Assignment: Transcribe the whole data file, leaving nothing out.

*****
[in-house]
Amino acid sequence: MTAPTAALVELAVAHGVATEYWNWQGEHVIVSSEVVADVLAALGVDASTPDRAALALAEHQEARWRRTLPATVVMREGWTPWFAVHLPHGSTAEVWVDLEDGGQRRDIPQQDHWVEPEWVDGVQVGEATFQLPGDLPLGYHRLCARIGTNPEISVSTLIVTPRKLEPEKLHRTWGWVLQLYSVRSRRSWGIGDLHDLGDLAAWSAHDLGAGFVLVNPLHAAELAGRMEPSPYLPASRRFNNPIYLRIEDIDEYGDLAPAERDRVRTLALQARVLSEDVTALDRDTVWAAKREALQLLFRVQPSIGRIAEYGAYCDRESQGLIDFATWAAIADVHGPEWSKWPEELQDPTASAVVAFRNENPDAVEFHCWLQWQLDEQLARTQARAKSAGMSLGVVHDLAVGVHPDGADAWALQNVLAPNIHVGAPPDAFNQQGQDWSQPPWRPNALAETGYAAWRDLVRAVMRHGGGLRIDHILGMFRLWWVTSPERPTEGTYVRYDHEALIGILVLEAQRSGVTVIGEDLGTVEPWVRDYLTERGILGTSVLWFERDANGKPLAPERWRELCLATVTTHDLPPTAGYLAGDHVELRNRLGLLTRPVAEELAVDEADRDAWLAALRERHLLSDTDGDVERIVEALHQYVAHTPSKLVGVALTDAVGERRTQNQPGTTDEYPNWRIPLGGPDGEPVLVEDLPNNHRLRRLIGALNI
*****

[in-house]
Amino acid sequence: MTAPTAALVELAVAHGVATEYWNWQGEHVIVSSEVVADVLAALGVDASTPDRAALALAEHQEARWRRTLPATVVMREGWTPWFAVHLPHGSTAEVWVDLEDGGQRRDIPQQDHWVEPEWVDGVQVGEATFQLPGDLPLGYHRLCARIGTNPEISVSTLIVTPRKLEPEKLHRTWGWVLQLYSVRSRRSWGIGDLHDLGDLAAWSAHDLGAGFVLVNPLHAAELAGRMEPSPYLPASRRFNNPIYLRIEDIDEYGDLAPAERDRVRTLALQARVLSEDVTALDRDTVWAAKREALQLLFRVQPSIGRIAEYGAYCDRESQGLIDFATWAAIADVHGPEWSKWPEELQDPTASAVVAFRNENPDAVEFHCWLQWQLDEQLARTQARAKSAGMSLGVVHDLAVGVHPDGADAWALQNVLAPNIHVGAPPDAFNQQGQDWSQPPWRPNALAETGYAAWRDLVRAVMRHGGGLRIDHILGMFRLWWVTSPERPTEGTYVRYDHEALIGILVLEAQRSGVTVIGEDLGTVEPWVRDYLTERGILGTSVLWFERDANGKPLAPERWRELCLATVTTHDLPPTAGYLAGDHVELRNRLGLLTRPVAEELAVDEADRDAWLAALRERHLLSDTDGDVERIVEALHQYVAHTPSKLVGVALTDAVGERRTQNQPGTTDEYPNWRIPLGGPDGEPVLVEDLPNNHRLRRLIGALNI